The Sunshine Skyway Bridge – The Creepy and the Miraculous

GutterPup ·
  If you follow Interstate 275 south through the city of St. Petersburg, Florida until you run out of land, you’ll be greeted by a gentle slope of road that seemingly rises from the waters of the Tampa Bay. This...
Blog Post

The Magic Worlds of Sintra

NonstopFromJFK ·
  On our third day in Portugal, we took the train to Sintra. Sintra is such a wonderful, beautiful little town. Even walking around Sintra felt magical—just look at the city hall building, or the charming little sidewalk!    ...
Blog Post

Visiting Versailles

DrFumblefinger ·
    Among the many wonderful palaces of Europe, Versailles is said to be the greatest and grandest of them all.  It’s a  UNESCO World Heritage site  and is on almost every traveler’s list of “must see”...
Blog Post

The Loire River Valley

DrFumblefinger ·
    Many find a visit to the  Loire Valley  to be the highlight of their visit to France, as did we.   When we were planning our journey I discussed our itinerary with my friend, Wayne.  Wayne and his wife had...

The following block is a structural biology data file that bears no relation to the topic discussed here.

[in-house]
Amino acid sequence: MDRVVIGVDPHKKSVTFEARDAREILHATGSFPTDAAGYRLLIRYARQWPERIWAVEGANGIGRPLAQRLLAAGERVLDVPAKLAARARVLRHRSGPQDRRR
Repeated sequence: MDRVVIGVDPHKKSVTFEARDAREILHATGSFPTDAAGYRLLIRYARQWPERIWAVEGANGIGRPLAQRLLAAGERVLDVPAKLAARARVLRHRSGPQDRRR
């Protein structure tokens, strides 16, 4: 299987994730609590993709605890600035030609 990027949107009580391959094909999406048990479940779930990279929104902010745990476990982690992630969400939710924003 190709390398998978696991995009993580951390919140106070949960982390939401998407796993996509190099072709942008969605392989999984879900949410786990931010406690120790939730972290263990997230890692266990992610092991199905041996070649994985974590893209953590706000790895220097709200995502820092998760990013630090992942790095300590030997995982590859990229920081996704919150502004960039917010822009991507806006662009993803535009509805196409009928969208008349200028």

Blog Post

The Medieval Fortress and Town of Chinon

DrFumblefinger ·
  There are few places in France of greater historic importance than Chinon.  You wouldn’t know that by what you see when you drive thru it today as it seems a small sleepy rural town.  You’ll see little evidence of...
Blog Post

Newgrange; Ireland’s ancient Passage Tomb

DrFumblefinger ·
Newgrange is the oldest structure I've ever visited.  It was built over 5,000 years ago (about 3,200 B.C.) during the Neolithic era, before even Stonehenge or the Great Pyramid of Giza.  It’s obvious that Newgrange was...